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WordPress Custom Image Sizes

The standard WordPress image sizes—thumbnail, medium, large and full-size—will not suit every project. Sometimes we need more flexibility, and sometimes we need to ensure that non-tech authors face as few options as possible, to keep things from going haywire.

In my case I wanted my client to be able to define whether they were uploading a portrait or a landscape image, because we needed to restrict the respective maximum height or width of the images—portrait would be 500px high and landscape 935px wide. This would allow a good display in our fluid layout.

WordPress has its own codex explaining how to do this, and there are various other helpful articles out there like these from Lime Canvas, WP Mayor and this one from Tuts+.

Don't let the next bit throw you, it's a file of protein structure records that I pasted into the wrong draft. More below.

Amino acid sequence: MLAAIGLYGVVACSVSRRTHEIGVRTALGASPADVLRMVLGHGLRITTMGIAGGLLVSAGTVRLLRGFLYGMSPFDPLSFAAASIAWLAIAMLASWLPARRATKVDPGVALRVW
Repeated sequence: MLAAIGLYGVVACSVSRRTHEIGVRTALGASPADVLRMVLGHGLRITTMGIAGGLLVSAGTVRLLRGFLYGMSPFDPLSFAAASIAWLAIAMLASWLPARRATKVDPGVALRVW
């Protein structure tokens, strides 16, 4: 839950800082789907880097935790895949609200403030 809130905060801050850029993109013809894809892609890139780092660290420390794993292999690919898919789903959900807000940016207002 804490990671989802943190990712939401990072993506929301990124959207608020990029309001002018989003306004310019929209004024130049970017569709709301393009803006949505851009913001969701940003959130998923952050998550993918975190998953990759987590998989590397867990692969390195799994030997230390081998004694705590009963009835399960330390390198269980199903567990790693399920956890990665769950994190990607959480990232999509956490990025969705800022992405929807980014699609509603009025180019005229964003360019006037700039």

My portrait declaration,

add_image_size( 'portrait', 0, 500 );

worked as expected–the image was 500px high and the width set itself.

My landscape declaration,

add_image_size( 'landscape', 935, 0 );

failed miserably. Every time I tried to upload a landscape image, the Image Size drop-down in the media manager would list landscape as being 474px wide, despite the 935 requirement. After playing around with various sizes, I realised that 474 was a common factor in every failure.

Ducking out of my child theme and looking at twentyfourteen’s functions.php file revealed one mention of this cursed number:

if ( ! isset( $content_width ) ) { $content_width = 474; }

Back in the child theme I added:

if ( ! isset( $content_width ) ) { $content_width = ''; }

That did it—the landscape images were now 935px wide.

Now I had to simplify things. Presenting the client with a list of the four standard sizes plus portrait and landscape was somewhat overwhelming.

Using WP Mayor’s tips in another post, I unset all sizes except portrait and landscape. Now every time the client uploads an image he is only presented with two sizes: Portrait and landscape. Job done.